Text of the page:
By Sister Ana María Siufi and Sister Janet Korn
When the Extended Justice Team gathered in March, we had the opportunity to reflect on current events, specifically in Latin America. These conversations are the microcosms of what the internationality of the Sisters of Mercy of the Americas means, as well as our commitment to delve deeper into the root causes of the injustices we see through our news and social media channels. There is always more beneath the surface, and the firsthand experience of sisters and associates forces us to keep asking important questions.
Venezuela, the most recent case study
Sister Ana María Siufi in Argentina used Venezuela as the most recent example to illustrate the heavy hand the U.S. government has had in influencing governments throughout Latin American to ensure favorable conditions for its own economic needs:
When Hugo Chavez assumed the presidency of Venezuela he implemented a policy of freedom, independence and development in his country that was contrary to the geopolitical and economic interests of the United States. International media outlets launched a defamation campaign based on lies and the permanent disqualification of Chavez and his nationalist and Latin-Americanist policies.
However the people of Venezuela, composed of an impoverished majority and a privileged, rich minority, advanced in the distribution of their rights and wealth. President Maduro, legitimized by elections that he won and which were verified by international observers, inherited this situation of struggle for autonomy and the division in Venezuelan society between the majority that supports him and an opposition sector spurred on by the media and the CIA.
The strategy of the USA is: total economic boycott, international isolation, a media campaign of lies and accusations, the promotion of coups d’état, and the threat of military intervention to regain control over the immense oil, gas, gold and coltan reserves that Venezuela possesses. Today, a U.S. military attack—as carried out against almost all of the countries in Central America, Iraq, Afghanistan, Libya and Syria in order to impose governments that are obedient to its control—is possible.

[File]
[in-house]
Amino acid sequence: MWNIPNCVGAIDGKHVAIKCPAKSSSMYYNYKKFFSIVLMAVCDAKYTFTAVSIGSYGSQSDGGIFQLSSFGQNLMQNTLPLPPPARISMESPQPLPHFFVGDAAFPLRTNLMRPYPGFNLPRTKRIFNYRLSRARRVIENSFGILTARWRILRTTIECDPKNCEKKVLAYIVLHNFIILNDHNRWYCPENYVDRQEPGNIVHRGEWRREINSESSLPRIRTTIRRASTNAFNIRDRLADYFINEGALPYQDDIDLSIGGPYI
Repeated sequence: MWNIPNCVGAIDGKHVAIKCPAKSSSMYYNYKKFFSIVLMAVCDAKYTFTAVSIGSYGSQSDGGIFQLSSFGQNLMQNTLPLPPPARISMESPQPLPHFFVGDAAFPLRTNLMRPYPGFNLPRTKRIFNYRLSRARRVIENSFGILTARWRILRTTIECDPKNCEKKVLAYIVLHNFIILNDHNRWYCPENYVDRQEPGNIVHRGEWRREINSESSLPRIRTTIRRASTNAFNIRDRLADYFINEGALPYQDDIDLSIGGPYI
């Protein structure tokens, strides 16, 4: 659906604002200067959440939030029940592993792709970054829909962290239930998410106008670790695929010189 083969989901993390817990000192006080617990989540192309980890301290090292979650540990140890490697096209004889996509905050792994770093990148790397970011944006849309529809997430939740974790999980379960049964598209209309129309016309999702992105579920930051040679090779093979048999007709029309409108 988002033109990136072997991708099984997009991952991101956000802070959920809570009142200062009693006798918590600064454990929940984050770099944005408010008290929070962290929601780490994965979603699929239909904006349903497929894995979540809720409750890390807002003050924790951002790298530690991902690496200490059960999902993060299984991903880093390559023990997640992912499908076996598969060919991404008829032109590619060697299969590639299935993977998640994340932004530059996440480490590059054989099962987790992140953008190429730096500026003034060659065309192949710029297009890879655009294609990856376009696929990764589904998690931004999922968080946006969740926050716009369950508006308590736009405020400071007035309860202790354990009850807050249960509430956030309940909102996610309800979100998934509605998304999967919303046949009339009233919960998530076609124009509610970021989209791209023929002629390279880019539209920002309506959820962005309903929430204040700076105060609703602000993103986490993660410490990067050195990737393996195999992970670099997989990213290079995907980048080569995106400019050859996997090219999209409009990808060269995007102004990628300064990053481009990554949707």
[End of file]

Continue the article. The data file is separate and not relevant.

Countries in the Americas, as well as Russia and China, and the Pope, the United Nations, independent media, intellectuals and artists from around the world denounce and try to stop this dangerous and destructive spiral of violence, demanding an end to imperialist intervention so that social justice and peace can be achieved and the right of the Venezuelan people to self-determination can be re-established._x0001_
Echoes of Chile
Sister Janet Korn immediately identified similarities of today’s Venezuela to her lived experience in the early 1970s in Chile:
Even though no two situations are exactly alike, there seem to be similarities between the present situation in Venezuela and the overthrow of Salvador Allende in Chile in 1973. The following are situations and circumstances evident in Chile at that time that may be presently occurring in Venezuela:
- Both countries have rich natural resources that are desired internationally—copper in Chile and oil in Venezuela.
- Both countries elected presidents that many may refer to as “leftist.”
- Much of the land as well as other resources in Chile were owned by wealthy companies, and workers’ salaries were low.
- The CIA was present but “under cover.” They infiltrated several facets of Chilean life, including universities and businesses.
- Popular workers movements were increasing.
- More members of the U.S. Navy asked for Chilean visas.
- Secretary of State Henry Kissinger feared that South America would elect communist leadership and did all in his power to prevent that from happening.
- In 1972, the CIA and the Chilean right wing created a chaotic situation that led to increasing inflation.
- The truckers in Chile went on strike but were paid in dollars with the help of the U.S. There was a shortage of food and many other items that only worsened as the days went by.
Analysis that challenges media messaging and the perspective pushed out by the greater economic powers is necessary.
As Sisters of Mercy, we are poised and called to hear the stories of the people on the ground and to challenge the systems that are building their empires on the backs of our brothers and sisters. Let us keep our ears open, our eyes wide and our mouths ready to ask the questions that get to the real issues and answers. Then let us, together, act for change.